Side Dish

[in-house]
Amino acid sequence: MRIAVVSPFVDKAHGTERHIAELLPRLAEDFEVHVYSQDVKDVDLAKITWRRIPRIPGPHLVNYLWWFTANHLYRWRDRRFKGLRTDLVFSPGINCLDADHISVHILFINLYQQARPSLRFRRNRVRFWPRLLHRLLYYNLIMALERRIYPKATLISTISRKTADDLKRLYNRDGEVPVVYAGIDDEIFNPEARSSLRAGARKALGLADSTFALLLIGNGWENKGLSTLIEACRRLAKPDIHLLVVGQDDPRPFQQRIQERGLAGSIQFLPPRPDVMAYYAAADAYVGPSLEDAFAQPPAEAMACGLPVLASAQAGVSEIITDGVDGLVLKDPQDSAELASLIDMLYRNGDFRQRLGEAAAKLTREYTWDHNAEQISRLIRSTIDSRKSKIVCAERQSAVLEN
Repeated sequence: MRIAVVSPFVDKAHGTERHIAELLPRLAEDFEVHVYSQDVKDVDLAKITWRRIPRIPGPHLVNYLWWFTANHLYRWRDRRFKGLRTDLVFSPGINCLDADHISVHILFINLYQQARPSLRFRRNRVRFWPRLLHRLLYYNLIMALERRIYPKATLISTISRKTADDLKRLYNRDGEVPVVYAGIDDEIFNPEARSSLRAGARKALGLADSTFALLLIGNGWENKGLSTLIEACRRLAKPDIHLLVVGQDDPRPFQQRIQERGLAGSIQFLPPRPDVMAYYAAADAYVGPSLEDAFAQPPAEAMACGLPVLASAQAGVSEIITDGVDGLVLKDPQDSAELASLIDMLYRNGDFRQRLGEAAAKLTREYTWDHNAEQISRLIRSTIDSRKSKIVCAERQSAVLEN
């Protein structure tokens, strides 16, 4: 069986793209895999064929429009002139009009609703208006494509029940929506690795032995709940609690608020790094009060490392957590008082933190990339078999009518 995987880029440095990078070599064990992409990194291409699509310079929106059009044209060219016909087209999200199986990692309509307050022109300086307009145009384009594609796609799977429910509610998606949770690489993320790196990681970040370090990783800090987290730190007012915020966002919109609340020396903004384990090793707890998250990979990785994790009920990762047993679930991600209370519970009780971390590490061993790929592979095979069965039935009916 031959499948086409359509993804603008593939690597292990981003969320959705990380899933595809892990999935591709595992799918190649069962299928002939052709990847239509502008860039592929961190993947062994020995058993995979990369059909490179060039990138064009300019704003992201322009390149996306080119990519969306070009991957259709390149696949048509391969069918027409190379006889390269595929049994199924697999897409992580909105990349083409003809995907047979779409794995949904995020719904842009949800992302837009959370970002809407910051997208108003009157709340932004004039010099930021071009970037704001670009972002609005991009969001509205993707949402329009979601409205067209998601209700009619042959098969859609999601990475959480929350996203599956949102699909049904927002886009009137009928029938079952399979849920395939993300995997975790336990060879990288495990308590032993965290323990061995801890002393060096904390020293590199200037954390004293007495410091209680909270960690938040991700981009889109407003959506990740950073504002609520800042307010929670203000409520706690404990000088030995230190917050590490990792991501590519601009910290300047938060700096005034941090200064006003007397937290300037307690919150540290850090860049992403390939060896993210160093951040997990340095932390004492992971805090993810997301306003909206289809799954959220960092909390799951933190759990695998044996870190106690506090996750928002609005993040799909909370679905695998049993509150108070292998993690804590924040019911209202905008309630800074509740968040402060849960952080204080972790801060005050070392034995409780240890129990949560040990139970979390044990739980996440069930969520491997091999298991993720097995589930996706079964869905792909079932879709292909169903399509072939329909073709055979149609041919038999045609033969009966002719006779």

Everybody knows that meat and fish, eggs and poultry, and milk and cheese taste best when they're fresh, unprocessed, straight from the producer, right? Then why are such things so hard to get? Part of the answer is that the agribusiness establishment finds it more convenient, not to mention profitable, to arrange things otherwise. But another part of the reason is that over the years, those who know what's best for us have imposed so many health and safety regulations on the transport and sale of genuinely fresh products that it's all but impossible for consumers to find them. A hearty huzzah, then, for Chris Curtis and her colleagues at the Neighborhood Farmers Market Alliance for slogging through a solid year of meetings with suspicious county, state, and federal bureaucrats to come up with a new set of rules allowing poulterers, fisherfolk, and raisers of livestock to vend their products directly to the public at King County's seven summer farmers markets. Most food-safety regulations aren't mere meddlesomeness for its own sake: Salmonella, E. coli, clostridium, and other pathogens partial to growing on or in food can make you very sick or even kill you. But processing doesn't protect against food-borne diseases: Eternal vigilance does—scrupulous cleanliness all through the production process, plus hygienic handling on the way to the consumer. As scandal after scandal has taught us, shrink-wrap and Styrofoam do not guarantee antisepsis. The new rules for King County's farmers markets don't relax guidelines on food-handling; they just recognize that devices like high-performance ice chests and heavy-duty cold-gel packing make it possible to retail perishable products like eggs and fish without mechanical refrigeration. Organizers like Curtis, who helped the whole local farmers market project get rolling in these parts back in 1993, recognize that they'll have to exercise constant supervision to make sure health standards are met if they want to retain the new-won privileges. But it's worth the trouble, Curtis chortles, "if my egg lady from Carnation can now market her gorgeous, plump, free-range, organically fed chickens to Market shoppers. . . . [This program] really does open the consumer door wider to the incredible array of local agricultural products raised and caught right here in Puget Sound." Indeed. How about this for a post-WTO slogan for us all: "Think globally; eat locally." For farmers markets' days and hours, call 632-5234 or visit farms/Index.htm.

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